“I refuse,” he whispered as cold sweat dribbled down his forehead, “as a man of science to acknowledge witchcraft, spirits, vampyres, polterghosts, goblins, fae, volcanic subdragons, saint-sprites, mermaids, miracles–”
Pang. Pang. Pang.
The sound came from Roger’s right. Shadows enveloped the portico. Behind him, he could make out the gray, rain-washed cobbles of Dolorous Avenue and the silhouette of the stone queen.
A faint blue light floated in the dark before his eyes. His stomach twisted.
Wary of watchmen, Roger hadn’t bothered with a light. Now, arrest by a flesh-and-blood man seemed almost… welcoming. Roger fumbled in his pocket for a candle. He struck frantically with his flint and iron, struggling to light the damp tinder, then the wick. At last the flame flared up.
With a shaking hand, Roger raised the candle toward the shadows. He nearly fainted at the sight. A child swayed in the far corner, a pale girl-like thing in a puff of white nightdress. Her hands clasped a bouquet of glowing mushrooms – the hovering light. Her white sliver of neck ended in a blob of darkness. No head, no face.
The candle rolled from Roger’s fingers. “By the Lady’s nethers!” He couldn’t rise from his knees, nor unclasp his hands.
Roger pressed his palms to his face. Garlic oil coated his fingertips. He pulled the second bulb from his pocket, lobbed it at where the girl-thing’s head should have been, then grabbed the candle. It hadn’t gone out.
The being crouched and caught the garlic bulb when it bounced off the wall. A face like a half moon appeared above her neck, as if she’d swung back a mop of dark hair. Her mouth made a thin line. No eyes, just black holes.
She tore at the garlic, defying all that superstitious nonsense of its protective qualities. A clove hit his shoulder. His chin. His eye. He heard a shriek. Her? Or himself?
Roger lurched to his feet. His head smacked a curl of wrought-iron lattice. The holes in the being’s face filled his vision. All went dark.
Garlic – strong and fresh – tickled his nose. He felt ill.
“You ain’t dead.” A voice. A girl’s voice, lit with annoyance but otherwise normal. “If your legs work now, then run. Afore I fetch someone bigger.”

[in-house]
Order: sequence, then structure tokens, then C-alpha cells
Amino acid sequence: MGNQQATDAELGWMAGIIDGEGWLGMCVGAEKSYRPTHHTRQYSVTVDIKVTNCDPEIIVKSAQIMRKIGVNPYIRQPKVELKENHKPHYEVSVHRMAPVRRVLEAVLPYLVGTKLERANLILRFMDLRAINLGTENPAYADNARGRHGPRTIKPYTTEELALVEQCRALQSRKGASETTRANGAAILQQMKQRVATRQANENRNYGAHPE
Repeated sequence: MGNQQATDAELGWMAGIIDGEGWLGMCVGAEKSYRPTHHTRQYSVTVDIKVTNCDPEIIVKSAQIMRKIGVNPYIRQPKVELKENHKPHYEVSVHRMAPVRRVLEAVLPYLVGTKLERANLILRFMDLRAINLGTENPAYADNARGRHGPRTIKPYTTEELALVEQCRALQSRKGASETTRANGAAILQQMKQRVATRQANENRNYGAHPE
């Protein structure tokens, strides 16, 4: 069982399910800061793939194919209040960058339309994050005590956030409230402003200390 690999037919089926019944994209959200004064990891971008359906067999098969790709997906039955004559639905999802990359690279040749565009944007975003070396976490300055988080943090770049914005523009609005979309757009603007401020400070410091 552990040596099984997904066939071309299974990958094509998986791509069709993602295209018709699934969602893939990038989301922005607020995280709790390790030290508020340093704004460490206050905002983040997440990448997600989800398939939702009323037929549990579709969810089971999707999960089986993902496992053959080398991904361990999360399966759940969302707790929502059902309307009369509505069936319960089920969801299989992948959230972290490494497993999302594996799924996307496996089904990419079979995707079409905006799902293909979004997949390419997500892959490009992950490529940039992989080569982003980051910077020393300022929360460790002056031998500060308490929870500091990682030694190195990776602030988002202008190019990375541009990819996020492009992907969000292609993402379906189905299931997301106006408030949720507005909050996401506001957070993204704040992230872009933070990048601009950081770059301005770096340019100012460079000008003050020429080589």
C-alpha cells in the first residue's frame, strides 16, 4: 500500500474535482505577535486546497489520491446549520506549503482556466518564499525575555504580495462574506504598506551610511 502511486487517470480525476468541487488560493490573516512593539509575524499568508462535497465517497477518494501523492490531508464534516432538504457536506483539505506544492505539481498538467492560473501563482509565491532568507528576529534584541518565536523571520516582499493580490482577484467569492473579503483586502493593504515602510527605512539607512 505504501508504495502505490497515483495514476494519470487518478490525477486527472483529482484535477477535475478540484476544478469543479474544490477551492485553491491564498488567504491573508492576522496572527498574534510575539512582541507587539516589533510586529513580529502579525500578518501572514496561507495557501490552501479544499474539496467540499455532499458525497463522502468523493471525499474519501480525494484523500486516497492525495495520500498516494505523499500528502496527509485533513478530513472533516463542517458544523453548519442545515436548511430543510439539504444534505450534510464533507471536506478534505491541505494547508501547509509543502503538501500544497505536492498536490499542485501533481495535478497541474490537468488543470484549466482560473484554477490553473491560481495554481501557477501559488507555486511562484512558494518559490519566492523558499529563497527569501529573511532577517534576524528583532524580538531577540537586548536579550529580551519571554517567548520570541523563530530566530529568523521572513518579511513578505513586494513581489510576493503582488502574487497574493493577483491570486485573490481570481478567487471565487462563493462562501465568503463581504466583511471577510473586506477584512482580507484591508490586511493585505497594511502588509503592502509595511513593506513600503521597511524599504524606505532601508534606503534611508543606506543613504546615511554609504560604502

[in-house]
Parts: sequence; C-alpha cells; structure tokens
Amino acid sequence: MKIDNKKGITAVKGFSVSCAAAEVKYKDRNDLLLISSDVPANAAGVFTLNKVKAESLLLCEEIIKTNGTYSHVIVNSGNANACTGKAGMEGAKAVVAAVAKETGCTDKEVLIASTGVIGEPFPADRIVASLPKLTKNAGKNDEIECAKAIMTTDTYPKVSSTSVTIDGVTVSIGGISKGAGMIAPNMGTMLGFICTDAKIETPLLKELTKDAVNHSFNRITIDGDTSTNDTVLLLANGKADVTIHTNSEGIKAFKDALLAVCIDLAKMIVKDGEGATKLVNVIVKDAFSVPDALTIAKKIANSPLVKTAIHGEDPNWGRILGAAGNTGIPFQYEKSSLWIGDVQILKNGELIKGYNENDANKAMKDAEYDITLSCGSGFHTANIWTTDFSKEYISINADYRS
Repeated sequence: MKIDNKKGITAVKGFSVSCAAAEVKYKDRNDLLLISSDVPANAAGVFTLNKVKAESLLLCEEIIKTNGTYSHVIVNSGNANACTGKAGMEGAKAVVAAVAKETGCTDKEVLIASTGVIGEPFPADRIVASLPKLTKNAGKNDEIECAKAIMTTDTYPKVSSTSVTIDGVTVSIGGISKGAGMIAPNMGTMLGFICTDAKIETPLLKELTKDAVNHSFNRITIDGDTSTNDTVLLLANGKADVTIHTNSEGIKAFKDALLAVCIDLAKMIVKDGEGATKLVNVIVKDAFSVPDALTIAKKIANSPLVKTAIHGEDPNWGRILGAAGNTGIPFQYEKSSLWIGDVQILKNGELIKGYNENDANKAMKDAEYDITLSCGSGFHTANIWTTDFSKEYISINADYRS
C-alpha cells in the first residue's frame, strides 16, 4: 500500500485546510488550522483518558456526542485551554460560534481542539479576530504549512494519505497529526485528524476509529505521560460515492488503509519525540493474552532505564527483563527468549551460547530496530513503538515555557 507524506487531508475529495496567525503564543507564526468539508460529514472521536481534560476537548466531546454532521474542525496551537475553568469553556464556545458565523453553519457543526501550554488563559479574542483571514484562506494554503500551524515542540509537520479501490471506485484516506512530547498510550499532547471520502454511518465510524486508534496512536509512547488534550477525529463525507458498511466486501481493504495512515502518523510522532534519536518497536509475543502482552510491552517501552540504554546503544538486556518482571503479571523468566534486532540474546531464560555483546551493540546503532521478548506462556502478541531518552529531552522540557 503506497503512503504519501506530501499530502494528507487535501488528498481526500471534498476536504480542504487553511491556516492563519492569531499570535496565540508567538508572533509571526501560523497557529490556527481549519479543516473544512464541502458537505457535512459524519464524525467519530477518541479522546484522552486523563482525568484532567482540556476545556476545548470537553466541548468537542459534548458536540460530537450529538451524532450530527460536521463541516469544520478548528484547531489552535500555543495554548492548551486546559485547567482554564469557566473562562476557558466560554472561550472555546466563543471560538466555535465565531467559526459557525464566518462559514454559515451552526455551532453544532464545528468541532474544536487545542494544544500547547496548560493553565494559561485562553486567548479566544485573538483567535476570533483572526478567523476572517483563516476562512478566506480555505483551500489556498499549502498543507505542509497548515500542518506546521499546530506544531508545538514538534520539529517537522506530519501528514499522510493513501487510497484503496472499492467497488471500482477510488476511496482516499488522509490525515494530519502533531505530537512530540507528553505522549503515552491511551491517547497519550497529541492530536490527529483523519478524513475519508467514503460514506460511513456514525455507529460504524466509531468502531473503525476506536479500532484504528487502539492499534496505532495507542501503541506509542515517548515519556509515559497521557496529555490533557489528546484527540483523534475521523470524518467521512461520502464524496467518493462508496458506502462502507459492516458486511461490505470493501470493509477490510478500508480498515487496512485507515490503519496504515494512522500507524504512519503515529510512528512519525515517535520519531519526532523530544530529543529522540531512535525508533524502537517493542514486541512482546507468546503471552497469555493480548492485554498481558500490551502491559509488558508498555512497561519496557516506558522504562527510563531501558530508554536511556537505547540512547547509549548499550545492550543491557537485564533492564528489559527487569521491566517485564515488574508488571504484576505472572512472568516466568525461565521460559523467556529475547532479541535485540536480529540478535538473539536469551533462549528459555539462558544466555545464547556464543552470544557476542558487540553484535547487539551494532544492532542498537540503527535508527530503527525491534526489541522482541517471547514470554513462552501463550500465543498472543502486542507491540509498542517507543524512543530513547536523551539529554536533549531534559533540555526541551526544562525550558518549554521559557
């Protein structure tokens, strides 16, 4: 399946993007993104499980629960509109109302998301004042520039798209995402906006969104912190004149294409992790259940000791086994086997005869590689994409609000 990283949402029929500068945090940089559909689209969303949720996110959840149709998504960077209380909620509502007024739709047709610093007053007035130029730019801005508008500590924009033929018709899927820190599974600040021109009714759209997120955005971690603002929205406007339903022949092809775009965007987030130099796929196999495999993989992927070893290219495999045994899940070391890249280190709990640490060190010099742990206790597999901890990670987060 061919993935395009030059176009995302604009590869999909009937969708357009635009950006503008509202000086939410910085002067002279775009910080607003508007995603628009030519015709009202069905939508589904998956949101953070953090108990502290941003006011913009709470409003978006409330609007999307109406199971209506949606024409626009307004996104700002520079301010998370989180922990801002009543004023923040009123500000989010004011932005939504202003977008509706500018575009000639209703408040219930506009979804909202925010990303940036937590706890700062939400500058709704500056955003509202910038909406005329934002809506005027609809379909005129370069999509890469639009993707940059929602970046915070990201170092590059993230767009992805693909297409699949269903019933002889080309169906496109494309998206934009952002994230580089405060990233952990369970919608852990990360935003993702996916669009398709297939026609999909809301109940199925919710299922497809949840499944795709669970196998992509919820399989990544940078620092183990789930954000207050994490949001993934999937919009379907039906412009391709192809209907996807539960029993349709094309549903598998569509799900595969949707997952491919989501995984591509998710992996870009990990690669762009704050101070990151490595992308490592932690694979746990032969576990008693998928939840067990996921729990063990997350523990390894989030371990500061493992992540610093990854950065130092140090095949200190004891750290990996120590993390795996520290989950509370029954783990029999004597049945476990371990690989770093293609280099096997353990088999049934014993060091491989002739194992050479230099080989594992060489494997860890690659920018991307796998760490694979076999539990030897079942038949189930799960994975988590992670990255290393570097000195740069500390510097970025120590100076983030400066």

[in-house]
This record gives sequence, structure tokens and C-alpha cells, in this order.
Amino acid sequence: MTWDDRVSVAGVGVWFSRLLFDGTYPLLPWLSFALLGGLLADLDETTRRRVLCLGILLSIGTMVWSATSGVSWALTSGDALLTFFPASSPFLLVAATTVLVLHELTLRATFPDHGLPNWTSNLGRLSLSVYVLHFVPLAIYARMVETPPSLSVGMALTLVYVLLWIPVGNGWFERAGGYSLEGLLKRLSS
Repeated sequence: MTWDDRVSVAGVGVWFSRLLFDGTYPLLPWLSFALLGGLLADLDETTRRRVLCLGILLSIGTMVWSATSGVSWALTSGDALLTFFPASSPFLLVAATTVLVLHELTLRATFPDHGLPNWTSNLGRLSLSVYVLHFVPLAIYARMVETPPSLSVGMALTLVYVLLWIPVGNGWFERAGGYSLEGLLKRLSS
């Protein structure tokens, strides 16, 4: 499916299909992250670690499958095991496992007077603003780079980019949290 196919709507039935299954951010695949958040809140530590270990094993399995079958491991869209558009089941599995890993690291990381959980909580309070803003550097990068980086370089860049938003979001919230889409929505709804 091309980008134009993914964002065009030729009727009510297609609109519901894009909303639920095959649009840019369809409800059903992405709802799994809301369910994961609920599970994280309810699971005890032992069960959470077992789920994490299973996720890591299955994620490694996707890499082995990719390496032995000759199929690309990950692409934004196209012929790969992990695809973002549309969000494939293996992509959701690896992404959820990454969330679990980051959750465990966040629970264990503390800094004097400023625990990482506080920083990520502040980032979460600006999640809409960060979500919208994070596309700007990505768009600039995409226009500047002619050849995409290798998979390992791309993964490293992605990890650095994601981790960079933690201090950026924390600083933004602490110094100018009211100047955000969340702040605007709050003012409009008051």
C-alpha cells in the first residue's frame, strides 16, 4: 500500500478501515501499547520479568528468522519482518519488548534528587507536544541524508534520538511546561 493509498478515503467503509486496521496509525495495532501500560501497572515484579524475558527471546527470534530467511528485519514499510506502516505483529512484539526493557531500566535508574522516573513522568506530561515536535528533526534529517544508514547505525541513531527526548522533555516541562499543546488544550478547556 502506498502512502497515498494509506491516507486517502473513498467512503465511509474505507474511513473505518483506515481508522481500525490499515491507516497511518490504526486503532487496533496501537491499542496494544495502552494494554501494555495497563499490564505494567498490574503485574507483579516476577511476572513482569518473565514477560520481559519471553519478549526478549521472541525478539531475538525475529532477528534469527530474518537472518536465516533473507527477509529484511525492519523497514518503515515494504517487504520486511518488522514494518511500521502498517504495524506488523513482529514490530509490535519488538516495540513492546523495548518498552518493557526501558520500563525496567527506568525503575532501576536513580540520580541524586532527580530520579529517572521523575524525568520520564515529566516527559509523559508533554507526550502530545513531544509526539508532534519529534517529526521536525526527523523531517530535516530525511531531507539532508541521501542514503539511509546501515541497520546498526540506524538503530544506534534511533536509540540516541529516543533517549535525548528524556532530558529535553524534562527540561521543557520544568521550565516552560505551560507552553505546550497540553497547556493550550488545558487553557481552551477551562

Roger lay on his back. He struggled to sit up. A girl crouched over him holding the candle. He wiped crushed garlic from his upper lip, blinking. She was a normal-looking girl with a soaked, otherwise normal-looking face.
“See?” she said. “I washed off the flour an’ the coal. You ain’t being hauled off to hell just yet.”
“That were… you?”
“I like scaring scoundrels, not killing ’em. But breaking locks, grave robbing and such, you near deserve it. Besides, I saw the prison brand on your neck. Get nabbed again, and you’ll hang.”
Roger Weathersby, man of science, faced with this more-or-less logical explanation for his paranormal experience, laughed. It hurt. His head throbbed. Self-consciously he retied his neckcloth to cover the black, crenellated wall tattoo that marked him as an ex-convict. Warm blood plastered his hair to his forehead. “So what,” he said at last. “You the caretaker’s lass or some such?”
The girl thrust the candle flame at Roger’s nose. “A minute ago you was begging for mercy. I won’t let you forget it. Who am I? My mother is a night-walking pixie and Queen of Crumpets. I work in a laundry during the day while she sleeps, and at night she turns into a faerie. She brings me hot cross buns.”
She paused. “What’s that look for? You think I’m mad?”
“You mean your mother is a street-walking doxy and Queen of Strumpets, right? She lets the dead watch you while her room is busy, eh? Got a cozy nest in a hollowed-out crypt somewhere? Smart lady, your mother.” Roger had apprenticed for an undertaker and seen what could befall a nine year-old girl fending for herself on the streets.